This was a common sight when I was growing up. It was so common we never thought to take pictures to commemorate it. Farmers are at the mercy of nature, and orange growers are no different. There are various ways of fighting off freezing weather; the more modern groves had wind turbines (they look like smaller versions of the wind power generators we see today) to prevent the cold air from “settling” on the trees. Other growers used big kerosene heaters that had to be refilled to keep burning all night long. Before the environmental movement in the 70’s some growers burned tires as a cheap source of heat for their trees. Then came freezes so severe that these methods didn’t always work and the financially strapped farmers had to sell off their acreage. A great hunger for high and dry land exists in Florida, perfect for housing developments. The groves we remembered from childhood are gone now.
A few more memories – these ladders reached over 30 feet and were needed before growers started trimming the trees to keep them more compact.
The pickers slung the heavy canvas bag over their shoulder and climb to the highest branches. A picker reaches out between the branches, grasping the fruit, giving it a quick twist while tipping the fruit up to “pop” it off the branch. They were so expert and skilled their hands were almost a blur. After filling the bag, they climbed down the ladder and walked over to the orange crates to release the latch on the bottom of the bag and allow the oranges to spill into the crate. Each worker was assigned a number and given a pad of those numbers. When they started on a new crate, a number was tucked it into the metal strapping supporting the crates. Each worker was paid by the crate. I can now imagine how tiring this job was.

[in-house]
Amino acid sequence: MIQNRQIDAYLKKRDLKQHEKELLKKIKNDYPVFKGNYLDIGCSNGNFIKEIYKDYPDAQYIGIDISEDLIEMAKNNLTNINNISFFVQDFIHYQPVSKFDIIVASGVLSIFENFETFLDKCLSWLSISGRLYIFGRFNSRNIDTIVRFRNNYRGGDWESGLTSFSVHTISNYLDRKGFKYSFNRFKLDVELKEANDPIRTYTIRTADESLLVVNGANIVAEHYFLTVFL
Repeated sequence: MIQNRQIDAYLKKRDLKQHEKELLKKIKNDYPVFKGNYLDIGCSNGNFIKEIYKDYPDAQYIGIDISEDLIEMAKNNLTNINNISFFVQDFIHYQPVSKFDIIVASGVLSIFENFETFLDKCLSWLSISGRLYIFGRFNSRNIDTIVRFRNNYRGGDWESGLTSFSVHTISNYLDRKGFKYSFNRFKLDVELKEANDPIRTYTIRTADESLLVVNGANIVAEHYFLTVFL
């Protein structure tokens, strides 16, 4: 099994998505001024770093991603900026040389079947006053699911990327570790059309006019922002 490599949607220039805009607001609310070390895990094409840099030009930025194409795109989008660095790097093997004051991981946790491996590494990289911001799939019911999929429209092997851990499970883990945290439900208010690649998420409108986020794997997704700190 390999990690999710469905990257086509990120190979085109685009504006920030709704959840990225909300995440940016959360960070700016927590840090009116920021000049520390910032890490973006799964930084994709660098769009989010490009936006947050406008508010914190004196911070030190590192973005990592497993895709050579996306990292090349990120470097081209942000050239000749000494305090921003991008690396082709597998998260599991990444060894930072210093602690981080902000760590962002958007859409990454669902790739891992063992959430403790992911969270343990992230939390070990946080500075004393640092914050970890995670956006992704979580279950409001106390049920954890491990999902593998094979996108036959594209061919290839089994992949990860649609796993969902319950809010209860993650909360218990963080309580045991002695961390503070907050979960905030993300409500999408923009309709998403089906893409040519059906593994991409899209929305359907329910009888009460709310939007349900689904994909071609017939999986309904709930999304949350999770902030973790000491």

A truck was driven to a group of boxes and the driver lifted each one to dump the oranges into the truck bed.
The bed of the truck was hydraulic – the driver worked levers to raise it and dump the load into a waiting semi trailer. A good driver skillfully positions his truck and was able to work the lift so not an orange was spilled. It was their responsibility to pick up the fallen fruit and toss it into the trailer. The fruit seemed to magically sail up and over the sides of the trailer with only a flick of the wrist!
At the end of the day the ladders were loaded onto the truck to go back to the garage for the night. To my child’s eyes the ladders stuck out WAY in front and back of the truck.
A lawyer our family knows worked for a grove management business building these crates as a boy. Guess what he uses as bookcases to hold his legal books? Yep, he built new “vintage” orange crates for himself! Think how useful milk crates are – orange crates were just as versatile. Today a good one is pretty hard to find – and if I had known they’d be such collectors items I would have bought a few of them 30 years ago…they are quite useful and can hold a lot of STUFF.
It is cards like this that started us in the hobby of collecting postcards. They remind us of the stories and events when we have no pictures to stir our memories. See how all these remembrances just bubbled up with this one postcard?